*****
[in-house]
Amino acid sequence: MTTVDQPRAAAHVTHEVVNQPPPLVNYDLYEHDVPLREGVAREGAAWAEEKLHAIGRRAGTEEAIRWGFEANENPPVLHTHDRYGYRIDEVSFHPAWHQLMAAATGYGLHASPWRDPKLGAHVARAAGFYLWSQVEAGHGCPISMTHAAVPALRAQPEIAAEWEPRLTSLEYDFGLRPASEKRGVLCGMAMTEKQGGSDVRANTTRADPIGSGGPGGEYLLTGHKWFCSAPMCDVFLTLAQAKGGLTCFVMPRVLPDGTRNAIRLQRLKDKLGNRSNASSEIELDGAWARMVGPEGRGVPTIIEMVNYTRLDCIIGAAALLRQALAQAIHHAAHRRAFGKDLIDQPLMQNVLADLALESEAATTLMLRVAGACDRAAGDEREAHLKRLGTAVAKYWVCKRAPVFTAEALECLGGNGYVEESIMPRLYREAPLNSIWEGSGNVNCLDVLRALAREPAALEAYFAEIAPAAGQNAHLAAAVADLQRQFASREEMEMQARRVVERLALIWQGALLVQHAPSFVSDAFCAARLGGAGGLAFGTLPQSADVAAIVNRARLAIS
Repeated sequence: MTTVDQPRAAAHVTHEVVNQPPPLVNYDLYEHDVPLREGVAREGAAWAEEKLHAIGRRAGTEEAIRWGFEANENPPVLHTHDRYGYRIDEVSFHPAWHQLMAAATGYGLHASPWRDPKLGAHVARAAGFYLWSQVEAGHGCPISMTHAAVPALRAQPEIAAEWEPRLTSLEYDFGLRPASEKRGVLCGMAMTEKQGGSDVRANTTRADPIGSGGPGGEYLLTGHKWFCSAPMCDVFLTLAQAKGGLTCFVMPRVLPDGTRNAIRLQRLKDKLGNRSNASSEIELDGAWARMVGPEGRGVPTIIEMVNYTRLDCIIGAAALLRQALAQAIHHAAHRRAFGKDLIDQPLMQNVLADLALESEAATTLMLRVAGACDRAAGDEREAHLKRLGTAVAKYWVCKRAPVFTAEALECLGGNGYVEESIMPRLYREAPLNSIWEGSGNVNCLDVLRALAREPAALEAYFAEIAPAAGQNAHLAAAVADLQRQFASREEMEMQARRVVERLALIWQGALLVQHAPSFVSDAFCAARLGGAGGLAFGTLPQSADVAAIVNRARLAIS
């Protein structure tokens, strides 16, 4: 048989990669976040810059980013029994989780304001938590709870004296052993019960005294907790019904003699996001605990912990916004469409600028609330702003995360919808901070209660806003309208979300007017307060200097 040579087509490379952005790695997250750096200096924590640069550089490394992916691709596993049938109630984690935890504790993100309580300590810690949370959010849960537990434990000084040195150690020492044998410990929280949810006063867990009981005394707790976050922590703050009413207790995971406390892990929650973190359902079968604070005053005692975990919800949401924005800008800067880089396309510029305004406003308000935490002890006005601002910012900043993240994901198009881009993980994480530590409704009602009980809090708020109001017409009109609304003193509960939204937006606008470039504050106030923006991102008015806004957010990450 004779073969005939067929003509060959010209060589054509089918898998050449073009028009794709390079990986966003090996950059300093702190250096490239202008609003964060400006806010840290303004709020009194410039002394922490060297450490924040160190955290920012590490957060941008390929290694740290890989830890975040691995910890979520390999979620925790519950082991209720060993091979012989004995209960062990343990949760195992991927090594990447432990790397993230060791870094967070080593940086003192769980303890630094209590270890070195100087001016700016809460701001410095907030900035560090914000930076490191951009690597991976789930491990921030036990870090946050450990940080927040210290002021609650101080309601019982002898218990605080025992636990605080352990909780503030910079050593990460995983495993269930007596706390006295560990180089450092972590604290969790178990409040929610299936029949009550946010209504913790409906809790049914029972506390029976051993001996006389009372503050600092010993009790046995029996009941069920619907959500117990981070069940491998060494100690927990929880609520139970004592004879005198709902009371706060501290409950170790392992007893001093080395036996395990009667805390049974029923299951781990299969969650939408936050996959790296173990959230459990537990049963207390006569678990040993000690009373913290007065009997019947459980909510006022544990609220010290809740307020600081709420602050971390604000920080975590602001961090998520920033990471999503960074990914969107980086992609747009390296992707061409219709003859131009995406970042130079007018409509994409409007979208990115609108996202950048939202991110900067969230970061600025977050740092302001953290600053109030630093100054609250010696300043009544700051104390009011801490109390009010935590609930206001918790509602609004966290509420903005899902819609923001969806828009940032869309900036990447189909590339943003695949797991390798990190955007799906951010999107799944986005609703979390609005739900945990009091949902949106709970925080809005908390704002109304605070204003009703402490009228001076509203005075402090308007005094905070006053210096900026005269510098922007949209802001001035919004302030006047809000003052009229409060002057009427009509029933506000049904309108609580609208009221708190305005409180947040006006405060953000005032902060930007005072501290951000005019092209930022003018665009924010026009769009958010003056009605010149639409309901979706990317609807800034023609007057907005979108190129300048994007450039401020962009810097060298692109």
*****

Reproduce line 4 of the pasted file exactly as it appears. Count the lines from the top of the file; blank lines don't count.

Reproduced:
């Protein structure tokens, strides 16, 4: 048989990669976040810059980013029994989780304001938590709870004296052993019960005294907790019904003699996001605990912990916004469409600028609330702003995360919808901070209660806003309208979300007017307060200097 040579087509490379952005790695997250750096200096924590640069550089490394992916691709596993049938109630984690935890504790993100309580300590810690949370959010849960537990434990000084040195150690020492044998410990929280949810006063867990009981005394707790976050922590703050009413207790995971406390892990929650973190359902079968604070005053005692975990919800949401924005800008800067880089396309510029305004406003308000935490002890006005601002910012900043993240994901198009881009993980994480530590409704009602009980809090708020109001017409009109609304003193509960939204937006606008470039504050106030923006991102008015806004957010990450 004779073969005939067929003509060959010209060589054509089918898998050449073009028009794709390079990986966003090996950059300093702190250096490239202008609003964060400006806010840290303004709020009194410039002394922490060297450490924040160190955290920012590490957060941008390929290694740290890989830890975040691995910890979520390999979620925790519950082991209720060993091979012989004995209960062990343990949760195992991927090594990447432990790397993230060791870094967070080593940086003192769980303890630094209590270890070195100087001016700016809460701001410095907030900035560090914000930076490191951009690597991976789930491990921030036990870090946050450990940080927040210290002021609650101080309601019982002898218990605080025992636990605080352990909780503030910079050593990460995983495993269930007596706390006295560990180089450092972590604290969790178990409040929610299936029949009550946010209504913790409906809790049914029972506390029976051993001996006389009372503050600092010993009790046995029996009941069920619907959500117990981070069940491998060494100690927990929880609520139970004592004879005198709902009371706060501290409950170790392992007893001093080395036996395990009667805390049974029923299951781990299969969650939408936050996959790296173990959230459990537990049963207390006569678990040993000690009373913290007065009997019947459980909510006022544990609220010290809740307020600081709420602050971390604000920080975590602001961090998520920033990471999503960074990914969107980086992609747009390296992707061409219709003859131009995406970042130079007018409509994409409007979208990115609108996202950048939202991110900067969230970061600025977050740092302001953290600053109030630093100054609250010696300043009544700051104390009011801490109390009010935590609930206001918790509602609004966290509420903005899902819609923001969806828009940032869309900036990447189909590339943003695949797991390798990190955007799906951010999107799944986005609703979390609005739900945990009091949902949106709970925080809005908390704002109304605070204003009703402490009228001076509203005075402090308007005094905070006053210096900026005269510098922007949209802001001035919004302030006047809000003052009229409060002057009427009509029933506000049904309108609580609208009221708190305005409180947040006006405060953000005032902060930007005072501290951000005019092209930022003018665009924010026009769009958010003056009605010149639409309901979706990317609807800034023609007057907005979108190129300048994007450039401020962009810097060298692109």